Baltimorean Peter Agre, co-recipient of the 2003 Nobel Prize in Chemistry, will talk to middle and high school science teachers from Baltimore public schools about the importance of teaching and the impact his childhood teachers had on his decision to become a scientist.
Since he was awarded the Nobel in October, Agre, a professor of biological chemistry at the Johns Hopkins University School of Medicine, has used his public appearances and interviews to advocate for teachers. In his Nobel acceptance speech, Agre said, "Our single greatest defense against scientific ignorance is education, and early in the life of every scientist, the child's first interest was sparked by a teacher." Agre's talk is part of a teachers' in-service training day at Dunbar High School.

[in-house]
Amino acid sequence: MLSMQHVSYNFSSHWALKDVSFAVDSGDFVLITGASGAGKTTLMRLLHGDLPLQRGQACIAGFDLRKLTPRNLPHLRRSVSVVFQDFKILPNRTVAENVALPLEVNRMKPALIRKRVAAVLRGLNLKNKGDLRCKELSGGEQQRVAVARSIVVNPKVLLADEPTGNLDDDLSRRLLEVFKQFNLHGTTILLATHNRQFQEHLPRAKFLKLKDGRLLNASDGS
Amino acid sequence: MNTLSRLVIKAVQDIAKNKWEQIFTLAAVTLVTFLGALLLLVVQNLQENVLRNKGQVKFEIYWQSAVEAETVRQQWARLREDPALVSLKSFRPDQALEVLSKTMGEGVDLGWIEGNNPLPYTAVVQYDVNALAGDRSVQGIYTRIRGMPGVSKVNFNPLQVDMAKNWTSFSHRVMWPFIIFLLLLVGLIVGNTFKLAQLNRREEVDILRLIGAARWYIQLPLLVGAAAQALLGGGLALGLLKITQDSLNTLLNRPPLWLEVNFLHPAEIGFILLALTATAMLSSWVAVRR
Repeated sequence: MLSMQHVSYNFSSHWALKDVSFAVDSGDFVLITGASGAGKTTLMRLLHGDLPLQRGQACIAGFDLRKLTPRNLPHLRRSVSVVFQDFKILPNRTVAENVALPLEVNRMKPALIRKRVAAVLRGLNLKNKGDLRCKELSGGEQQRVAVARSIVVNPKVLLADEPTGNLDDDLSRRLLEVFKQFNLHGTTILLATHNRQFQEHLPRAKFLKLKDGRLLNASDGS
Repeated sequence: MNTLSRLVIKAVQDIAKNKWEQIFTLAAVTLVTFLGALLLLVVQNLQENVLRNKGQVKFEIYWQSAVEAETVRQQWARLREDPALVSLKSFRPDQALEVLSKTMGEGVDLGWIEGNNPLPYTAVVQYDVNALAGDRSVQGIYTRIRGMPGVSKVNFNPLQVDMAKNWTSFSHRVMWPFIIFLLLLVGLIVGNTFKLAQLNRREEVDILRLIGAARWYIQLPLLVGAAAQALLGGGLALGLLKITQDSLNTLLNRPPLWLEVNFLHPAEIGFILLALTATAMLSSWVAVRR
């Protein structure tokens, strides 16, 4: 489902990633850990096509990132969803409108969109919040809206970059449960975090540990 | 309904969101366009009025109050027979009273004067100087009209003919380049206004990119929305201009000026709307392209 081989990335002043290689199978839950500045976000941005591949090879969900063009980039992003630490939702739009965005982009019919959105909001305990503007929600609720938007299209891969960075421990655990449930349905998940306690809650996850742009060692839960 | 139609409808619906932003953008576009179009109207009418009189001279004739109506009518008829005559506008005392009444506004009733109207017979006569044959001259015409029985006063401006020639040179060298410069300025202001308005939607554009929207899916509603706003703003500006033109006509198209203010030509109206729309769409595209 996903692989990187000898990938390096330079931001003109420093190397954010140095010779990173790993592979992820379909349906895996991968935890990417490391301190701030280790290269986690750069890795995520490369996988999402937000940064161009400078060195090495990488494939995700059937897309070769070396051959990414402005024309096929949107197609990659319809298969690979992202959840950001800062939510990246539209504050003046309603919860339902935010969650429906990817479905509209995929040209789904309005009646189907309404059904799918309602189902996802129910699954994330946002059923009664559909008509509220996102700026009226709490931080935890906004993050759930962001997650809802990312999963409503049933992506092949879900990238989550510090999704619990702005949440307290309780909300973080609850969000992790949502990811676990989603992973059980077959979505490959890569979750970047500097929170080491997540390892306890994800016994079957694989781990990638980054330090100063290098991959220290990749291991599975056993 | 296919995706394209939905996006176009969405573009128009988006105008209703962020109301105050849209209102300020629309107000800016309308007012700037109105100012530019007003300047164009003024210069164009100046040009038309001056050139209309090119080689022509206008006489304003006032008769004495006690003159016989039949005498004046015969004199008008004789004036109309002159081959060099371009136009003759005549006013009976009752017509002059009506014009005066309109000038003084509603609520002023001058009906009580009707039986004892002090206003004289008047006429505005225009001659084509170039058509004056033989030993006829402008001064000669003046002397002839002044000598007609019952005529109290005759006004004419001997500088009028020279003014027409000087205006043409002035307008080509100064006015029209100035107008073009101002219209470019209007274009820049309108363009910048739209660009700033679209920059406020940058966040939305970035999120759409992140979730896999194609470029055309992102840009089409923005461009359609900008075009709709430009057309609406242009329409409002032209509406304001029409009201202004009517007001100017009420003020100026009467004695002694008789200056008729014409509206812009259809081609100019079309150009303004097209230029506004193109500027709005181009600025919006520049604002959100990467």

Dunbar High is a professional development school where students at the Johns Hopkins School of Professional Studies in Business and Education (SPSBE) and Morgan State University do their student teaching. The partnership is designed to improve the Dunbar students' performance through research-based instruction. Prior to Agre's lecture, JHU arts and sciences faculty will lead seminars from 1 p.m. to 2 p.m. This event is sponsored by the Graduate Division of Education at SPSBE and is open to all Baltimore city middle and high school science faculty.
Additional information and a downloadable photo of Agre are available online at http://www.hopkinsmedicine.org/press/2003/October/ 031008A.htm. Members of the media interested in covering this event should plan on arriving at Dunbar High at 1:30 p.m. Contact Amy Cowles at 443-287-9960 or James Campbell at 410-516-5588.
Go to Headlines@HopkinsHome Page